Tomorrow: There is a big disconnect in guidance temperatures, with the NAM 5 to 10 degrees colder than the GFS. The GFS says skies will be mostly cloudy- but with some breaks of sun- while the NAM has overcast conditions and even a few flurries in the NW hills. In the very short term, the GFS tends to be a superior model with regards to its temperature algorithm. However, there are also two factors that make me not entirely dismissive of the NAM temperatures... 1) The sun angle this time of year is very low, and it is harder to scour out low cloudiness, and 2) For the simple fact that when you're in a below normal temperature regime, the cooler solutions often work out. So what I'll do is go 60% of the way towards the GFS' temperatures, given that they're more accurate than the NAM's, without completely ignoring the NAM's temperatures. This yields high temperatures within a few degrees of 45 for most, except only around 40 in the NW Hills.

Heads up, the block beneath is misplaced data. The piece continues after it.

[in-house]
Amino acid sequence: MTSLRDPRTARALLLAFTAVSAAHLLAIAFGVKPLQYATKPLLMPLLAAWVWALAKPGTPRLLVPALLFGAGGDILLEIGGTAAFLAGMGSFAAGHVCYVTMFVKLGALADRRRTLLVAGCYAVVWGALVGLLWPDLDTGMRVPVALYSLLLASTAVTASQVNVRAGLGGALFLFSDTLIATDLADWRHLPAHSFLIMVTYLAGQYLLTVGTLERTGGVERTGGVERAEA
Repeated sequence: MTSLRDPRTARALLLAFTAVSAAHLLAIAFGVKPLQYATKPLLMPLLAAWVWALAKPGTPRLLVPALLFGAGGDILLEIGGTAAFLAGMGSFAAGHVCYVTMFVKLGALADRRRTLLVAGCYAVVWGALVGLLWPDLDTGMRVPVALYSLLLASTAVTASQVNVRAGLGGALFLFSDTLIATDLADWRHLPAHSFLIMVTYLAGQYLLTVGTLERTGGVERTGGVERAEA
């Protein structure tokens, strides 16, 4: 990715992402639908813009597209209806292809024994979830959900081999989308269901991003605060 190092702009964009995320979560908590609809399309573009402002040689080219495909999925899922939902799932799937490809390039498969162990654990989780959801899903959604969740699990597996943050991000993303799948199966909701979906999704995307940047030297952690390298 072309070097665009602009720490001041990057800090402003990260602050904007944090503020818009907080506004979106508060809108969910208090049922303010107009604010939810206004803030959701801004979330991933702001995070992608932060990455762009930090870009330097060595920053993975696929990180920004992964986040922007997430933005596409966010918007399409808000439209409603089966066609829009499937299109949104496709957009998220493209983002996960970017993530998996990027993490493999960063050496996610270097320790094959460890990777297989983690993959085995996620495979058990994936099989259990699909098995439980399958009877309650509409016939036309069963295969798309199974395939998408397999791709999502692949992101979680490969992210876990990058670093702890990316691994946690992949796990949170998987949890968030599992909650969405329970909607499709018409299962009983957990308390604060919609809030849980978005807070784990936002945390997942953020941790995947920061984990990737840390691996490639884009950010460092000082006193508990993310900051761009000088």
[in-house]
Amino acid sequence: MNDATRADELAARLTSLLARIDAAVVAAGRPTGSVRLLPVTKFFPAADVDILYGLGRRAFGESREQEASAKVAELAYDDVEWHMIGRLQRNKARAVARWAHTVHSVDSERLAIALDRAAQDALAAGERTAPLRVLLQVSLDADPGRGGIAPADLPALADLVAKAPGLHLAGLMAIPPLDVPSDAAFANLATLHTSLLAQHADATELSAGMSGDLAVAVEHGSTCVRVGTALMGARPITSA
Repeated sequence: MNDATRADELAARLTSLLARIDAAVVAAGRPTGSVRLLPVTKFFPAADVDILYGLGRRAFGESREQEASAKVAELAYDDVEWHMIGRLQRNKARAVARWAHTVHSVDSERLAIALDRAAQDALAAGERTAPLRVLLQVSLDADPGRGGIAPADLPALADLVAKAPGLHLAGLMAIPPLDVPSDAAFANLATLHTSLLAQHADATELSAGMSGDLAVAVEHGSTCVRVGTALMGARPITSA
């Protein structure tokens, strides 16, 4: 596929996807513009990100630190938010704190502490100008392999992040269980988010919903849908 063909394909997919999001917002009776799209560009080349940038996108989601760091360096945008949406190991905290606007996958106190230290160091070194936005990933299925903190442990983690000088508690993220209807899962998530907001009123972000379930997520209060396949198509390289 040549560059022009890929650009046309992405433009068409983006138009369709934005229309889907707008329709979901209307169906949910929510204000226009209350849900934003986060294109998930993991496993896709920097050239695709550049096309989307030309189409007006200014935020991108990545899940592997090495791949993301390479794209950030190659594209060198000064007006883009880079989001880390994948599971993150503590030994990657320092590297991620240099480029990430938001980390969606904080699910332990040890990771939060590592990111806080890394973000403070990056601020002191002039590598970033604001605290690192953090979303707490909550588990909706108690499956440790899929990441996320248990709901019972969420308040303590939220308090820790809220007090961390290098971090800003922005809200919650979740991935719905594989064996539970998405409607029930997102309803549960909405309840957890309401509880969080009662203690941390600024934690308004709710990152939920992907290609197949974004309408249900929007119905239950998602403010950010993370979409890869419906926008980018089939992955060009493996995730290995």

Tomorrow Night/Wed: Once again, the NAM's temperatures are cooler than those of the GFS. Getting more out into this range, the NAM tends to have more difficulty regarding individual features, and I think what it is doing here is rushing clouds and precipitation from the weak frontal system (which will be mentioned later), and therefore, this results in cooler temperatures. Moreover, with a SW wind flow setting up ahead of the cold front, temperatures should be able to rise even if clouds and sprinkles did develop earlier than predicted. Therefore, on Wednesday, I'll completely throw out the NAM guidance, and go with the GFS. This may actually not even be warm enough, but caution should still be used at this range. Anyway, all of this yields high temperatures around 50 degrees. As mentioned earlier, I'll keep the precipitation ahead of the next weak frontal system out of the forecast for now.